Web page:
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Lobbyist Money Help  

Insurance Bill Ensnared in Controversy

February 18, 1999
By: David Grebe
State Capital Bureau
Links: HB 718

JEFFERSON CITY - Last minute controversy has set back legislative efforts to expand health insurance options for small business - central campaign for Rep. Tim Harlan, D-Columbia.

The House Critical Committee put off until next week, at the earliest, a vote on Harlan's bill after members voiced objections to various provisions.

Efforts to lower the cost of health insurance for the employees of small business has a major issue for Harlan since last year.

In its latest form, his bill would establish purchasing cooperatives - to allow small businesses and self-employed people to join together to spread risk. It also would establish tax credits for health insurance expenses to help small businesses pay for health insurance.

But some Republicans balked at a requirement that would mandate insurance companies offer a policy to any self-employed worker who wanted one. An insurance company would prohibited from denying coverage for "pre-existing" conditions.

"People won't buy health insurance until they have a catastrophic illness - and one of the principles of insurance is that you need healthy people to balance out the risk," said Rep. Charlie Shields, R-St. Joseph.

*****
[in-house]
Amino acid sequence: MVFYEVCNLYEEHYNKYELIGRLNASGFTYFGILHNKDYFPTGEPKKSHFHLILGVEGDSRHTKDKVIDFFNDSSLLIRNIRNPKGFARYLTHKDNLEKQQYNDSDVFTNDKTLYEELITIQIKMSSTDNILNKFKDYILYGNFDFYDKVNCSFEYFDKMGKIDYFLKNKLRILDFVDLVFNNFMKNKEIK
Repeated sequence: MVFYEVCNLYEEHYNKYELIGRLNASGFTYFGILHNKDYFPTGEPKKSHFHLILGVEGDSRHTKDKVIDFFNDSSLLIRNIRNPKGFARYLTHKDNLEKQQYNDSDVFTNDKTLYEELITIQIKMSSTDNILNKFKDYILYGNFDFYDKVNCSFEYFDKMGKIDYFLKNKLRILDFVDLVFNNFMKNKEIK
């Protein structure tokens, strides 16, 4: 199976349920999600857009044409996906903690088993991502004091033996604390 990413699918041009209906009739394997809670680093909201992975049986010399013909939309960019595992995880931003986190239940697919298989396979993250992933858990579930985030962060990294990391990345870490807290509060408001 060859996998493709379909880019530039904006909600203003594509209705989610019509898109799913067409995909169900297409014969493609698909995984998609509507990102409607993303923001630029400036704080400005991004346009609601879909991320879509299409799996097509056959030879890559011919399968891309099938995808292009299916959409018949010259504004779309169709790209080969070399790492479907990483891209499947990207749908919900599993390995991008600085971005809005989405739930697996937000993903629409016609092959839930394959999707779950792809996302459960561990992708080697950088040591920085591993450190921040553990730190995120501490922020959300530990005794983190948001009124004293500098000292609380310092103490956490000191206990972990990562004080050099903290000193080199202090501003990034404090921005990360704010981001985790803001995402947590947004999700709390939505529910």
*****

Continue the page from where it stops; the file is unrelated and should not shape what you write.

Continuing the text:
Harlan said that some insurance companies primarily offer coverage to individuals. "And if you get sick they'll cancel the policy - or triple the premium," he added.

He said prospective buyers would only be able to pick up insurance during just one month of the year - unless they're completely healthy - in order to help keep healthy people in the system.

Lawmakers are face conflicting interests from business. Many small businesses seek more affordable insurance, while some large businesses - insurers - dislike aspects of Harlan's proposal.

Another aspect of Harlan's proposal - "modified community rating" of insurance risks - drew fire from some Republicans. This would limit the criteria companies can use to determine rates. Shields said this would drive average rates up. "Typically what happens is that you drive young people out of the market," he said.

"This is a Republican bill," said Rep. Jon Dolan, R-St. Charles County, pointing to tax credits - and the promise to review state regulations. "I'd hate to see this go down because of one objectionable thing."

"I'm sure he'll tell you he gave everybody advance warning about this - but we didn't have any idea about this 11th hour insertion of objectionable parts," Dolan said. "He precipitated this lobbyist riot when he included an individual guarantee in the bill."

"I spoke with him (Dolan) for and hour and a half Wednesday afternoon and he had no problem with it," Harlan said. "Something happened after that."

"If the people sitting behind me have veto power, we may not get very far," Harlan said on Thursday. Several insurance industry lobbyists sitting behind him had no observable reaction.